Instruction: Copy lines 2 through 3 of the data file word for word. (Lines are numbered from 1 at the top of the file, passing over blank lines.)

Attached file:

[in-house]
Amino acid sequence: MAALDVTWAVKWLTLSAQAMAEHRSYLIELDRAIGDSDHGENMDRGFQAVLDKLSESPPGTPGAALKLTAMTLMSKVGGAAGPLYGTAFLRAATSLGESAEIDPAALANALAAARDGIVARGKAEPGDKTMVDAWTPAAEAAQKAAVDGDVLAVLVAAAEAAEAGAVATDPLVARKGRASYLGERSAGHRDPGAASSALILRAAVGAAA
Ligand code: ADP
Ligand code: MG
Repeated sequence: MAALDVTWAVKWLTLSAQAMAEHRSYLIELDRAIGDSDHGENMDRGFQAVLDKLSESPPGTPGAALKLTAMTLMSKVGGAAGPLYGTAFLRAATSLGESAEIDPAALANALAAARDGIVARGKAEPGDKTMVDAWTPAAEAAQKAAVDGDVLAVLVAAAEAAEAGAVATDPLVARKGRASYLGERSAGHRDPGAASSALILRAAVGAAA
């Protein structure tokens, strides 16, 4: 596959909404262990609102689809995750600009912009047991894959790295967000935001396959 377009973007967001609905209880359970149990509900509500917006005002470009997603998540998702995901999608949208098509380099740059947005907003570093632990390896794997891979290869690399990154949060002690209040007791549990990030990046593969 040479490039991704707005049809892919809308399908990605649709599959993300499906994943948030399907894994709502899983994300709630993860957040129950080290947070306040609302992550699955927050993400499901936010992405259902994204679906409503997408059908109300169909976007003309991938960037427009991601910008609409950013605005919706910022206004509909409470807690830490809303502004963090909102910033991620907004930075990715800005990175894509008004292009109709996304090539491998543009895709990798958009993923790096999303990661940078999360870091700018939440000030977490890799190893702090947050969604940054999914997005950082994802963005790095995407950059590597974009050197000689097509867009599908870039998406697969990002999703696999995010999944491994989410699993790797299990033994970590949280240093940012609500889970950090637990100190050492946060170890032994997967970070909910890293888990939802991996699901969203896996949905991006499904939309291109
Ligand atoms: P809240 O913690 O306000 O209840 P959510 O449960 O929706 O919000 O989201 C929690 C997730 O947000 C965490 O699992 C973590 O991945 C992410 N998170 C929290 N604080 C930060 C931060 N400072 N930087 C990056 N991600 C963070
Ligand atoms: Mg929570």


Amino acid sequence: MAALDVTWAVKWLTLSAQAMAEHRSYLIELDRAIGDSDHGENMDRGFQAVLDKLSESPPGTPGAALKLTAMTLMSKVGGAAGPLYGTAFLRAATSLGESAEIDPAALANALAAARDGIVARGKAEPGDKTMVDAWTPAAEAAQKAAVDGDVLAVLVAAAEAAEAGAVATDPLVARKGRASYLGERSAGHRDPGAASSALILRAAVGAAA
Ligand code: ADP